A Wonk’s First Question

Imagine you are considering a career as a paid policy wonk. You wonder which policy area to work in, and which institutions to affiliate with. If you want to influence actual policy, rather than just enjoying money and status, your should ask yourself: do those who sponsor or cite efforts in this area do so more to get support for pre-determined conclusions, or more to get info to help them make choices?

Sometimes sponsors and other consumers of a type of policy analysis know what policies they prefer, but seek prestigious cover to help them do it. So they pay and search for policy analyses in the hope of finding the support they need. With enough policy analyses to choose from, they can find ones to support their predetermined conclusions. But they need these prestigious cover analyses to appear, at least to distant observers, to be honest open attempts at discovery. It can’t be obvious that they were designed to support pre-determined conclusions.

At other times, however, sponsors and consumers are actually uncertain, and seek analyses with unpredictable-to-them conclusions to influence their choices. And these are the only cases where your being a policy analyst has a chance of changing real policy outcomes. Such audiences may see your analysis, or be influenced by someone else who has seen them. So for each analysis that you might produce, you should wonder: what are my chances of influencing such an open-minded chooser?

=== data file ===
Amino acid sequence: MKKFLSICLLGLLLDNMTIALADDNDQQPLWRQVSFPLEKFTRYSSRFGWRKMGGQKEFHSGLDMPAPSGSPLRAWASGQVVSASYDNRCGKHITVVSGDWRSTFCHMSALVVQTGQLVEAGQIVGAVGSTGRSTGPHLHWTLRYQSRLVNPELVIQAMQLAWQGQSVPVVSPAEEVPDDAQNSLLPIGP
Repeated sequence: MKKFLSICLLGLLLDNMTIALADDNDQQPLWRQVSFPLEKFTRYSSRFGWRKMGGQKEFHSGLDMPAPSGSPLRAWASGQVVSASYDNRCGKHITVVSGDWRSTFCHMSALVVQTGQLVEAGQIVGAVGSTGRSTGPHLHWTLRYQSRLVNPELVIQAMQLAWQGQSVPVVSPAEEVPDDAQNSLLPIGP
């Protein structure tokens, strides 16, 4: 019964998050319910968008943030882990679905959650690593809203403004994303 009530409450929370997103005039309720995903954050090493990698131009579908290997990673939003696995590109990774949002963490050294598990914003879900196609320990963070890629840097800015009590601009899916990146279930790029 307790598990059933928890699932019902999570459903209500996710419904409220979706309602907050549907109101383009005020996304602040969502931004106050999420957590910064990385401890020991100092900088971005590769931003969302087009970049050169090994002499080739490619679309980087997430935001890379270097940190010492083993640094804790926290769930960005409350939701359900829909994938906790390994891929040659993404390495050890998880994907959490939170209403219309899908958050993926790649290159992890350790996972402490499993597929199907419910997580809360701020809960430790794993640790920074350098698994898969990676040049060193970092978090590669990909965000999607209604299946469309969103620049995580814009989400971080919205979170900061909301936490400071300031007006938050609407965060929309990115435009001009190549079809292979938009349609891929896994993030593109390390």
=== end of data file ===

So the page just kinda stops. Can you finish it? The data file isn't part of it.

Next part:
Here are a few clues to consider:

  1. How predictable are the policy conclusions of the most popular policy analysts in this area? High predictability suggests that sponsors reward such consistency, as it aids their efforts to collect support for predetermined conclusions.
  2. How interested are sponsors and other policy consumers in policy analyses done by very prestigious people and institutions, relative to others? The more open they are to products of low prestige analysts, the better the chance they seek information, instead of just prestigious backing for pre-existing conclusions.